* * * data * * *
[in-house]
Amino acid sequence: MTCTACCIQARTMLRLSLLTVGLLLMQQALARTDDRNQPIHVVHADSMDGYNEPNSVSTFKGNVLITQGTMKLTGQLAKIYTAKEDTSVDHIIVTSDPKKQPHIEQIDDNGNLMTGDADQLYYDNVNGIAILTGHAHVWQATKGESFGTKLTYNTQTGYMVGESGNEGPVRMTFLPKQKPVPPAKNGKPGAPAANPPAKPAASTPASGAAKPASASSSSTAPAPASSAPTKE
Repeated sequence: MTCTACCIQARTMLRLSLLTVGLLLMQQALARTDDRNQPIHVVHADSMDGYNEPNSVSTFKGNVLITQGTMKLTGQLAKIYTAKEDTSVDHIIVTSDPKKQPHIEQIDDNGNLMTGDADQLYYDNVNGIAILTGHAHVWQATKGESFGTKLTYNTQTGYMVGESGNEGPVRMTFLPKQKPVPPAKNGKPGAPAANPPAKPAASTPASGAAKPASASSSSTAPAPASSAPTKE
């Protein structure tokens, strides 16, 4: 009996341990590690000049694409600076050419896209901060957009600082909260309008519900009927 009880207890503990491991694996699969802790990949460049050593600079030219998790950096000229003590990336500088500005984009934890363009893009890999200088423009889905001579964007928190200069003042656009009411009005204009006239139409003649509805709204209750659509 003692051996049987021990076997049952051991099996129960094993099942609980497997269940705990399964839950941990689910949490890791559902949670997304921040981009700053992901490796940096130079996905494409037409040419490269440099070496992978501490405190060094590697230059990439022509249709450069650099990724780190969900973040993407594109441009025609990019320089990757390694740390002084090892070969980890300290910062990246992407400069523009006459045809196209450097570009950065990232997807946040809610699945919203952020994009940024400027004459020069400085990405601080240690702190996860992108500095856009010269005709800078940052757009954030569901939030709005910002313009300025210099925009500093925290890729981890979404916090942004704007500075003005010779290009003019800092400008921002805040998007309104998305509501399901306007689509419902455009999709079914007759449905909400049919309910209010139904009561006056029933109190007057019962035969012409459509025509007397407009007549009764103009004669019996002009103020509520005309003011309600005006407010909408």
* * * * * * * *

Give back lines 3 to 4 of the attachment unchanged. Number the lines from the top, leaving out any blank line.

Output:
Repeated sequence: MTCTACCIQARTMLRLSLLTVGLLLMQQALARTDDRNQPIHVVHADSMDGYNEPNSVSTFKGNVLITQGTMKLTGQLAKIYTAKEDTSVDHIIVTSDPKKQPHIEQIDDNGNLMTGDADQLYYDNVNGIAILTGHAHVWQATKGESFGTKLTYNTQTGYMVGESGNEGPVRMTFLPKQKPVPPAKNGKPGAPAANPPAKPAASTPASGAAKPASASSSSTAPAPASSAPTKE
């Protein structure tokens, strides 16, 4: 009996341990590690000049694409600076050419896209901060957009600082909260309008519900009927 009880207890503990491991694996699969802790990949460049050593600079030219998790950096000229003590990336500088500005984009934890363009893009890999200088423009889905001579964007928190200069003042656009009411009005204009006239139409003649509805709204209750659509 003692051996049987021990076997049952051991099996129960094993099942609980497997269940705990399964839950941990689910949490890791559902949670997304921040981009700053992901490796940096130079996905494409037409040419490269440099070496992978501490405190060094590697230059990439022509249709450069650099990724780190969900973040993407594109441009025609990019320089990757390694740390002084090892070969980890300290910062990246992407400069523009006459045809196209450097570009950065990232997807946040809610699945919203952020994009940024400027004459020069400085990405601080240690702190996860992108500095856009010269005709800078940052757009954030569901939030709005910002313009300025210099925009500093925290890729981890979404916090942004704007500075003005010779290009003019800092400008921002805040998007309104998305509501399901306007689509419902455009999709079914007759449905909400049919309910209010139904009561006056029933109190007057019962035969012409459509025509007397407009007549009764103009004669019996002009103020509520005309003011309600005006407010909408």